Following plasma miR-sequencing (seq) in a transwomen discovery (n = 20) and validation cohort (n = 30), we identified miR-224 and miR-452. Subsequent systemic silencing of these miRs in male C57Bl/6 J mice (n = 10) was followed by RNA-seq-based gene expression analysis of brown and white adipose tissue in conjunction with mechanistic studies in cultured adipocytes.

Results

Estradiol in transwomen lowered plasma miR-224 and -452 carried in extracellular vesicles (EVs) while their systemic silencing in mice and cultured adipocytes increased lipogenesis (white adipose) but reduced glucose uptake and mitochondrial respiration (brown adipose). In white and brown adipose tissue, differentially expressed (miR target) genes are associated with lipogenesis (white adipose) and mitochondrial respiration and glucose uptake (brown adipose).

Conclusion

This study identified an estradiol-drive post-transcriptional network that could potentially offer a mechanistic understanding of metabolism following gender-affirming estradiol therapy.

Introduction

Sex hormones like estrogens have a key role in the regulation of energy homeostasis and metabolism (1). Particularly upon binding the estrogen receptor α (ESR1) or ERβ (ESR2) in adipose tissue, estrogen is known to affect adiposity and insulin sensitivity (2). Also, regular estradiol administration (in combination with antiandrogenic compounds) in transwomen may affect energy metabolism by increasing total body fat (3), fasting insulin, and HOMA of insulin resistance (HOMA-IR) (4), thereby reducing peripheral insulin sensitivity (5). This sex hormone-associated decline in metabolic health increases the risk for type 2 diabetes and future cardiovascular disease (CVD) in transwomen (6). However, the underlying pathophysiological mechanisms are not fully understood.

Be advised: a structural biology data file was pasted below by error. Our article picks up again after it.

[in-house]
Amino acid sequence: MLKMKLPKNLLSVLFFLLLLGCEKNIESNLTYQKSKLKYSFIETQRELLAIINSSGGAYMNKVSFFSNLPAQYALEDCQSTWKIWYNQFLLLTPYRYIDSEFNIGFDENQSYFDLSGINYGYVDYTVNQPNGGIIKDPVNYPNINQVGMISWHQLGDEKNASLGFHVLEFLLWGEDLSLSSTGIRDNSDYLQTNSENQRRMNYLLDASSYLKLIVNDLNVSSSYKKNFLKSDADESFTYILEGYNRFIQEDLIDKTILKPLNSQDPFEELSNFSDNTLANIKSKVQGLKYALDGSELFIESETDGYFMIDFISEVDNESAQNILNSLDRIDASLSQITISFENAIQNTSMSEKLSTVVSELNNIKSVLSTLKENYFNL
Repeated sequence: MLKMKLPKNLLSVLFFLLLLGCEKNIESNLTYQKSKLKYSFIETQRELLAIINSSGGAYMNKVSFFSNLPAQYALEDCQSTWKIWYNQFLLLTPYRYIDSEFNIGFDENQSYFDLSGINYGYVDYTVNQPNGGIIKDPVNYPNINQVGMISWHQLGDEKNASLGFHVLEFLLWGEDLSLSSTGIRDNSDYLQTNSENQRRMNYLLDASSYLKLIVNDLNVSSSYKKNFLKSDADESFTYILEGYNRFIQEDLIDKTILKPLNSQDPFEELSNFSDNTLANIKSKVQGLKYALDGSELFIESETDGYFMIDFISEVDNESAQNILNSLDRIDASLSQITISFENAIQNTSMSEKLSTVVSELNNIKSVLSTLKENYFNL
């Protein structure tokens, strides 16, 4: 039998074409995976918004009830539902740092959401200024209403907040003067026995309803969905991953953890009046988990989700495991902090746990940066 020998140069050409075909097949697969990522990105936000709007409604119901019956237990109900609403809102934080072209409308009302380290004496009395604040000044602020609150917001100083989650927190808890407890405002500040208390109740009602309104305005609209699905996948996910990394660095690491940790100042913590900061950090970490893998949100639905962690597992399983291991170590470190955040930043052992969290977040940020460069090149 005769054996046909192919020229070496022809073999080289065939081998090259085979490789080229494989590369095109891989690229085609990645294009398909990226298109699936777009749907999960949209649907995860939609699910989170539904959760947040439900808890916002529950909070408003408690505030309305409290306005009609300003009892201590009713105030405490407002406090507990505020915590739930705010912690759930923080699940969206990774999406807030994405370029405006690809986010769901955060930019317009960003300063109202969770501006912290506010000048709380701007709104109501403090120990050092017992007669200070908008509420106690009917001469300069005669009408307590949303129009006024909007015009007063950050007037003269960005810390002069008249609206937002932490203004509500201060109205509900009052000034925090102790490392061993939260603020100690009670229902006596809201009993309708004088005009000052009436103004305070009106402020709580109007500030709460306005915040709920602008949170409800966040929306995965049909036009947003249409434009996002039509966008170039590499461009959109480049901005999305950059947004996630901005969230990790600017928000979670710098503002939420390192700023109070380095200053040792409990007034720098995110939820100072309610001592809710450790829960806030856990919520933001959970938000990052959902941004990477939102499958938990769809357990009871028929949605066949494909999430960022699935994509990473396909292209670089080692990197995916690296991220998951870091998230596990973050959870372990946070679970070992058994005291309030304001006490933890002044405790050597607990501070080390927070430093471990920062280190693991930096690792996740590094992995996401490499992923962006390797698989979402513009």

It has become increasingly clear that post-transcriptional networks through an intricate interplay of non-coding RNAs such as microRNAs (miRs) and RNA binding proteins coordinate the expression of multiple sets of functionally related genes, that together shape the functional response of cells to a change in metabolic demand (7). Also in human adipose tissue, studies have addressed this miR-mediated coordination of gene expression via the complementarity of base pairing at 3′-untranslated regions (3′-UTR) of target mRNAs (8). Interestingly, sex-specific expression of miRs may result via at least two mechanisms: (i) double dosage of X-chromosome located (X-linked) miRs due to incomplete silencing of the X-chromosome and (ii) estrogen regulation of miR transcription and processing (9). Given that increasing evidence is linking estrogen regulation in adipose tissue to whole-body metabolism (10), sex-specific, adipose tissue-derived miRs (11) could potentially alter metabolism at distal tissue sites (12).

Therefore, to understand how trans-hormones (estradiol) associate with post-transcriptional regulation of functionally related genes in metabolism, this study assessed circulating estradiol-driven miRs in transwomen and their regulation of genes involved in metabolism in mice.

Methods

A full description of the methods can be found in the Supplementary methods (see section on supplementary materials given at the end of this article). Below a summary can be found.